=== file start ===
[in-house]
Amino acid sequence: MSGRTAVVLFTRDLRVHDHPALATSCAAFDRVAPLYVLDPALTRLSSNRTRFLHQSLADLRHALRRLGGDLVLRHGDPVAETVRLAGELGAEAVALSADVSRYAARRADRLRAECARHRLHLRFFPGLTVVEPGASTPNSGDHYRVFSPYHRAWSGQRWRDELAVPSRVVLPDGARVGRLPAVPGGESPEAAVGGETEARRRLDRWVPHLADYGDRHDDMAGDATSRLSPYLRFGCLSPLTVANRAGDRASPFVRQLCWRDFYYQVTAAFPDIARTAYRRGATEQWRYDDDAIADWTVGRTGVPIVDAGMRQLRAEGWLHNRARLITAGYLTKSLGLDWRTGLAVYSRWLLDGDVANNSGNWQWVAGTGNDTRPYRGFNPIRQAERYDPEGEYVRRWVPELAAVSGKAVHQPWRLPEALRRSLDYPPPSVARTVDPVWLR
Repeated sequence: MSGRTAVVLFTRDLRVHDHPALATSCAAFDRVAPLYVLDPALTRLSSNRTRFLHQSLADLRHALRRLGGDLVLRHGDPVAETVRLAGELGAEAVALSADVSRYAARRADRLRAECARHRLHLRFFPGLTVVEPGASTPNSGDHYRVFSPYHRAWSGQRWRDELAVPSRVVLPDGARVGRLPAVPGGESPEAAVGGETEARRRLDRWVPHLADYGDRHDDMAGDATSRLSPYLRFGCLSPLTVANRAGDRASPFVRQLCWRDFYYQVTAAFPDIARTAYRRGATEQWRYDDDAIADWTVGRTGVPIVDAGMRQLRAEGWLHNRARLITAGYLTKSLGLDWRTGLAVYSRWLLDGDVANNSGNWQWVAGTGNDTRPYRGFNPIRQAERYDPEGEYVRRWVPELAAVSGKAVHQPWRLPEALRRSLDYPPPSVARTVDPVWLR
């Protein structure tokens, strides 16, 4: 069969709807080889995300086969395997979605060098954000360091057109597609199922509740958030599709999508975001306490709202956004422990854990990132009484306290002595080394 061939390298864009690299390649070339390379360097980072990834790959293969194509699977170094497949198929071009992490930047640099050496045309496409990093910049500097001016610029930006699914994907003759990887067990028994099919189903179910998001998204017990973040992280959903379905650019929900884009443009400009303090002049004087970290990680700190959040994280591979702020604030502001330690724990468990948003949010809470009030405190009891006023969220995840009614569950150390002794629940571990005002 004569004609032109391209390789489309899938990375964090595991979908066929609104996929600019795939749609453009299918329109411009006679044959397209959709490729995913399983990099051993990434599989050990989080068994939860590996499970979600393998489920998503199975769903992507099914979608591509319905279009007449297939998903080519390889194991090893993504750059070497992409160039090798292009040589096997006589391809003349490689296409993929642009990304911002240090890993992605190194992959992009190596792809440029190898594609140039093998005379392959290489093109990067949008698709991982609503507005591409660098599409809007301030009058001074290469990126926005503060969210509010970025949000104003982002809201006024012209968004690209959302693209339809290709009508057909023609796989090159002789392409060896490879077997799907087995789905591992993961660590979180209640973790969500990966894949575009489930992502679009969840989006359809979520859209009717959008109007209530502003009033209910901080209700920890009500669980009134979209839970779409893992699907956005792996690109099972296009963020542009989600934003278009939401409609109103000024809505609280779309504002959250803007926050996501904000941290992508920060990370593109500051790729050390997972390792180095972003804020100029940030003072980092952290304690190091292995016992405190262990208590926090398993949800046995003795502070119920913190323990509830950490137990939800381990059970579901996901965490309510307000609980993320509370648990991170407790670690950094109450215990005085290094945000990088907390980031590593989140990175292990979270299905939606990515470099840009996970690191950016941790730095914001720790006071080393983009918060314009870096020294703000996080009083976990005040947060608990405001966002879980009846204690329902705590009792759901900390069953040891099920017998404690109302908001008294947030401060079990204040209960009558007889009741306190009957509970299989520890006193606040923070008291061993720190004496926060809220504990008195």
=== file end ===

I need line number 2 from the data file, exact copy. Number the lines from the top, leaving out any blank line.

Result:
Amino acid sequence: MSGRTAVVLFTRDLRVHDHPALATSCAAFDRVAPLYVLDPALTRLSSNRTRFLHQSLADLRHALRRLGGDLVLRHGDPVAETVRLAGELGAEAVALSADVSRYAARRADRLRAECARHRLHLRFFPGLTVVEPGASTPNSGDHYRVFSPYHRAWSGQRWRDELAVPSRVVLPDGARVGRLPAVPGGESPEAAVGGETEARRRLDRWVPHLADYGDRHDDMAGDATSRLSPYLRFGCLSPLTVANRAGDRASPFVRQLCWRDFYYQVTAAFPDIARTAYRRGATEQWRYDDDAIADWTVGRTGVPIVDAGMRQLRAEGWLHNRARLITAGYLTKSLGLDWRTGLAVYSRWLLDGDVANNSGNWQWVAGTGNDTRPYRGFNPIRQAERYDPEGEYVRRWVPELAAVSGKAVHQPWRLPEALRRSLDYPPPSVARTVDPVWLR